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Encryption and .NET application security

What are my options for encrypting data on the .NET platform?

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There are a number of cryptographic capabilities available on the .NET platform. The .NET core libraries contain managed implementations of most popular cryptographic functions, including symmetric (secret key) cryptography, asymmetric (public key) cryptography and hashing.

The majority of these capabilities can be found in the System.Security.Cryptography namespace. Available hashing algorithms include MD5, SHA1, SHA256, SHA384 and SHA512. Symmetric algorithms available include DES, RC2, Rijndael (AES) and Triple DES. All of those are industry-proven cryptographic routines available for easy use via .NET libraries. Please note that there have been weaknesses or issues associated with certain algorithms such as MD5, SHA1 and DES, so select algorithms carefully.

Cryptography resources
Protecting encrypted data from attacks

Beginning Cryptography with Java -- Chapter 2, Symmetric Key Cryptography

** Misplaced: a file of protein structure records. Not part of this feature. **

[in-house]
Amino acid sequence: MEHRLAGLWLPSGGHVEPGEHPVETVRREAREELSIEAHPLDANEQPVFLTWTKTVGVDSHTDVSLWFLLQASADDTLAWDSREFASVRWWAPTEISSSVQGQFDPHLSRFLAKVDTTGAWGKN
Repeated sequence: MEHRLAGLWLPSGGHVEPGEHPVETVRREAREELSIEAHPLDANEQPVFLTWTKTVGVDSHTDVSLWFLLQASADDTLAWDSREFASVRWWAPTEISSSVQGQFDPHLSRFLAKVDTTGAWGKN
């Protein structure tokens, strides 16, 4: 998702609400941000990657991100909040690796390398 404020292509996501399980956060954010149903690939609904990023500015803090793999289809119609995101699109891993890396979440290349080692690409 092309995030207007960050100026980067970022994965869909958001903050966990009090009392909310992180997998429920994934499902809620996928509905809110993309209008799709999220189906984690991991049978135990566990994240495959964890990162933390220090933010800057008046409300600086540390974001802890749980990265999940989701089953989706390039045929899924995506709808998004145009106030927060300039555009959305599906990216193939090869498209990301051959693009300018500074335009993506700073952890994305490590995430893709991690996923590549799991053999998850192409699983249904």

OWASP Guide to Building Secure Web Applications and Web Services, Chapter 19: Cryptography
Also, starting with the release of Windows 2000, Microsoft has provided a Data Protection API (DPAPI) as part of the operating system. This allows Windows applications to easily have access to powerful encryption capabilities based on either the current user's or the current machine's security identity. At its core, the DPAPI is a Win32 library. Under .NET 1.1 a wrapper library had to be created before DPAPI calls could be made from .NET applications.

An equivalent bridge library has been included in the .NET 2.0 platform, making it even easier to DPAPI-enable applications. This can be found in the DataProtectionConfigurationProvider in the System.Security.Cryptography namespace.

Given increasing requirements to protect sensitive patient and customer information due to laws such as HIPAA and California SB-1386, the use of cryptography in applications is beginning to be a must-have rather than something that's nice to have. Fortunately the .NET platform makes the low-level task of implementing these capabilities unnecessary.

This was first published in March 2006

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